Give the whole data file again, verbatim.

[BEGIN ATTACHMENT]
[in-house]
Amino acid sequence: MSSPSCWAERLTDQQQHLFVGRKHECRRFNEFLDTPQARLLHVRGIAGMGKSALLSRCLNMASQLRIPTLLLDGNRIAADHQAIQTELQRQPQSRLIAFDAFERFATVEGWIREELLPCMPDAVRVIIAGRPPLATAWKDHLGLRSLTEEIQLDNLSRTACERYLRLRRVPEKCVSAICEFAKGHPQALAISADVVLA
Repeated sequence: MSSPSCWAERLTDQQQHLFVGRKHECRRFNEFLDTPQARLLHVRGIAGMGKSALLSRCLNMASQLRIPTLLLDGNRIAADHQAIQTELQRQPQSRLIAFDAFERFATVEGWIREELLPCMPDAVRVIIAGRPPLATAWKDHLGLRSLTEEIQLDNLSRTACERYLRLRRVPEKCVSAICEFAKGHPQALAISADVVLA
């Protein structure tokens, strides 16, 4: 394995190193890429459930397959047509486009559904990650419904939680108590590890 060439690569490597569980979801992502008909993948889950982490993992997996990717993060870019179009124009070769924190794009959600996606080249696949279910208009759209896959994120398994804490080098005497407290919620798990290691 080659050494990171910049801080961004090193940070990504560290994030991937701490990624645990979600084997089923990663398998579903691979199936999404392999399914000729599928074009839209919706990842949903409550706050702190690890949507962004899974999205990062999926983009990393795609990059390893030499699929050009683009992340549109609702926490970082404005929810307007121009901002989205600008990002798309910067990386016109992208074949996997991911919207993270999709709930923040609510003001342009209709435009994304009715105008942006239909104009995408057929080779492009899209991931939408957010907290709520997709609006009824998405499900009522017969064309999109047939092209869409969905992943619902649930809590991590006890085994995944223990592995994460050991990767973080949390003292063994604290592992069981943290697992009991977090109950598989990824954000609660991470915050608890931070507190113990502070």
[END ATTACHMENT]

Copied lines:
[in-house]
Amino acid sequence: MSSPSCWAERLTDQQQHLFVGRKHECRRFNEFLDTPQARLLHVRGIAGMGKSALLSRCLNMASQLRIPTLLLDGNRIAADHQAIQTELQRQPQSRLIAFDAFERFATVEGWIREELLPCMPDAVRVIIAGRPPLATAWKDHLGLRSLTEEIQLDNLSRTACERYLRLRRVPEKCVSAICEFAKGHPQALAISADVVLA
Repeated sequence: MSSPSCWAERLTDQQQHLFVGRKHECRRFNEFLDTPQARLLHVRGIAGMGKSALLSRCLNMASQLRIPTLLLDGNRIAADHQAIQTELQRQPQSRLIAFDAFERFATVEGWIREELLPCMPDAVRVIIAGRPPLATAWKDHLGLRSLTEEIQLDNLSRTACERYLRLRRVPEKCVSAICEFAKGHPQALAISADVVLA
């Protein structure tokens, strides 16, 4: 394995190193890429459930397959047509486009559904990650419904939680108590590890 060439690569490597569980979801992502008909993948889950982490993992997996990717993060870019179009124009070769924190794009959600996606080249696949279910208009759209896959994120398994804490080098005497407290919620798990290691 080659050494990171910049801080961004090193940070990504560290994030991937701490990624645990979600084997089923990663398998579903691979199936999404392999399914000729599928074009839209919706990842949903409550706050702190690890949507962004899974999205990062999926983009990393795609990059390893030499699929050009683009992340549109609702926490970082404005929810307007121009901002989205600008990002798309910067990386016109992208074949996997991911919207993270999709709930923040609510003001342009209709435009994304009715105008942006239909104009995408057929080779492009899209991931939408957010907290709520997709609006009824998405499900009522017969064309999109047939092209869409969905992943619902649930809590991590006890085994995944223990592995994460050991990767973080949390003292063994604290592992069981943290697992009991977090109950598989990824954000609660991470915050608890931070507190113990502070």